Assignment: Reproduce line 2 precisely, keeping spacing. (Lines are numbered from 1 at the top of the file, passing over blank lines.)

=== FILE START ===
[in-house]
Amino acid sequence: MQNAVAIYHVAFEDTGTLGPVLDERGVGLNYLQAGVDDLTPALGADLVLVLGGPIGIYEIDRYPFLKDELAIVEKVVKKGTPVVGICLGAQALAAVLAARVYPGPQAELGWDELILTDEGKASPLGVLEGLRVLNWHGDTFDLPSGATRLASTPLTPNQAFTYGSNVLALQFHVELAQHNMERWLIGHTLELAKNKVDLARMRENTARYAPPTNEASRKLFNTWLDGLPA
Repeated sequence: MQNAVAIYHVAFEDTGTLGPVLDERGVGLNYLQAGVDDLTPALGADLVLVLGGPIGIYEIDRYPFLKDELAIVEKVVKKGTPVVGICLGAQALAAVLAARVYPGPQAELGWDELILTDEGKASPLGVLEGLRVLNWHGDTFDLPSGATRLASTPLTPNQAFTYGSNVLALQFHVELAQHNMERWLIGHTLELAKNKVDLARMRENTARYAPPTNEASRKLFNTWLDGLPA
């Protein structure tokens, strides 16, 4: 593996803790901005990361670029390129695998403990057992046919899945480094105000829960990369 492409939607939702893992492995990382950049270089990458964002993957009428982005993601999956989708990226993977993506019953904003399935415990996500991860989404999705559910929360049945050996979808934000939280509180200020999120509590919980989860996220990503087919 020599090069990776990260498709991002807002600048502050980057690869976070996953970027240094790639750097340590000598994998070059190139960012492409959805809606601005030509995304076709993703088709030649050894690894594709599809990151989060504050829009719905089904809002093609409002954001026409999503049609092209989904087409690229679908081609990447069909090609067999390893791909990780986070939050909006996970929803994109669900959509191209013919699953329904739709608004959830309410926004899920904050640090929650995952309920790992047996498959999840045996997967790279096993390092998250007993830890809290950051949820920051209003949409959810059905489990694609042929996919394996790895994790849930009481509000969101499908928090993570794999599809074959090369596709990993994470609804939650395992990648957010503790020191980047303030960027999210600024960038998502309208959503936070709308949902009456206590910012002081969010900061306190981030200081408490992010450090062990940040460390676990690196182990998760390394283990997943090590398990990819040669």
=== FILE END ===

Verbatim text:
Amino acid sequence: MQNAVAIYHVAFEDTGTLGPVLDERGVGLNYLQAGVDDLTPALGADLVLVLGGPIGIYEIDRYPFLKDELAIVEKVVKKGTPVVGICLGAQALAAVLAARVYPGPQAELGWDELILTDEGKASPLGVLEGLRVLNWHGDTFDLPSGATRLASTPLTPNQAFTYGSNVLALQFHVELAQHNMERWLIGHTLELAKNKVDLARMRENTARYAPPTNEASRKLFNTWLDGLPA